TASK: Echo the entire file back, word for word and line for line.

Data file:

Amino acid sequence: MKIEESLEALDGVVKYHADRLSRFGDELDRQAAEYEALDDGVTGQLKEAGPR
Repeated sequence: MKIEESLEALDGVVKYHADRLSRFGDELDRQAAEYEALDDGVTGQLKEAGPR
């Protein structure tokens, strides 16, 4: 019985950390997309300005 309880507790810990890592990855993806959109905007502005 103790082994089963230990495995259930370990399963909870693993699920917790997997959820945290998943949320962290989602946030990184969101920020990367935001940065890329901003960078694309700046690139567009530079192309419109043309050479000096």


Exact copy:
Amino acid sequence: MKIEESLEALDGVVKYHADRLSRFGDELDRQAAEYEALDDGVTGQLKEAGPR
Repeated sequence: MKIEESLEALDGVVKYHADRLSRFGDELDRQAAEYEALDDGVTGQLKEAGPR
């Protein structure tokens, strides 16, 4: 019985950390997309300005 309880507790810990890592990855993806959109905007502005 103790082994089963230990495995259930370990399963909870693993699920917790997997959820945290998943949320962290989602946030990184969101920020990367935001940065890329901003960078694309700046690139567009530079192309419109043309050479000096």